CHICAGO -- Cubs left fielder Kyle Schwarber didn't turn around because he knew. But Rockies first baseman Mark Reynolds watched the ball leave his bat and fly onto Waveland Avenue.Reynolds' fourth-inning solo shot was one of two homers crushed out of Wrigley Field by Rockies batters -- Charlie Blackmon's seventh-inning
CHICAGO -- Cubs left fielder Kyle Schwarber didn't turn around because he knew. But Rockies first baseman Mark Reynolds watched the ball leave his bat and fly onto Waveland Avenue.
Reynolds' fourth-inning solo shot was one of two homers crushed out of Wrigley Field by Rockies batters -- Charlie Blackmon's seventh-inning homer to left and onto Sheffield Avenue was the other -- in the Rockies' seventh straight victory, a 9-1 romp against the Cubs on Saturday afternoon.
"Maybe two," Reynolds said when asked how many balls he'd hit onto Waveland in an 11-year career. "But this was the first time in my life I've ever played here with the wind blowing out like it was today."
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Neither Reynolds nor Blackmon needed the gusts behind them to homer. Reynolds crushed Eddie Butler's pitch and Blackmon did the same on a Brian Duensing delivery.
Both are tied for the team lead with 53 RBIs, with Reynolds having matched his total last year in 118 games (a season interrupted and later ended by separate left hand injuries). Reynolds leads the team with 17 homers and Blackmon has 15, one more than third baseman Nolan Arenado, whose three-run double in the ninth upped his RBI total to 46.
That's worth a hashtag for all three -- #ASGWorthy -- in regard to the Esurance All-Star Ballot. And Reynolds needs a second, which is a message approved by the Rockies -- #writeinreynolds.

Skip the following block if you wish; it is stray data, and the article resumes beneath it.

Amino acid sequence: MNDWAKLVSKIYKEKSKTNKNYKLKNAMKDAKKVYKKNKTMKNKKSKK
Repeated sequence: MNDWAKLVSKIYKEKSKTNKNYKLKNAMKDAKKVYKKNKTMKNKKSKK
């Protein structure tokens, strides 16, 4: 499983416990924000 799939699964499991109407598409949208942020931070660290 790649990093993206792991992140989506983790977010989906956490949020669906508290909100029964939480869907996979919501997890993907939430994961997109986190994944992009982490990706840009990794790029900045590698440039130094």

Reynolds and Blackmon also tickled the Statcast™ sensors. Reynolds' RBI double in the two-run first left the bat at 111.5 mph, his hardest-hit ball of the season and the seventh-hardest for a Rockies player. Blackmon's homer at 107.3 mph was his hardest hit of the year and his third-hardest since Statcast™ began making such calculations in 2015.
"The two today were really well struck," Rockies manager Bud Black said. "Charlie's was well-hit. Mark's was crushed. I think if the wind was blowing the other way, they both would have gone out. Those balls were well hit. Charlie's having a good series. Mark had a big day today. A lot of contributors today."
Reynolds was every bit as proud of his 4-for-5 day at the plate -- he has four such games in his career. But an approach he adopted with the Cardinals in 2015, when he was signed as a backup but found regular playing time because of other injuries, has reduced strikeouts and helped his batting average -- .309 this season.
"It doesn't happen very often for me -- 11 years, you think it would be more than that," Reynolds said, noting the four hits. "I'm just sticking with my approach, sticking with what I did last year, not changing. That's big for me, not trying to yank balls out of the yard and just staying with what I'd been doing."
Thomas Harding has covered the Rockies since 2000, and for MLB.com since 2002. Follow him on Twitter @harding_at_mlb and** like his Facebook page**.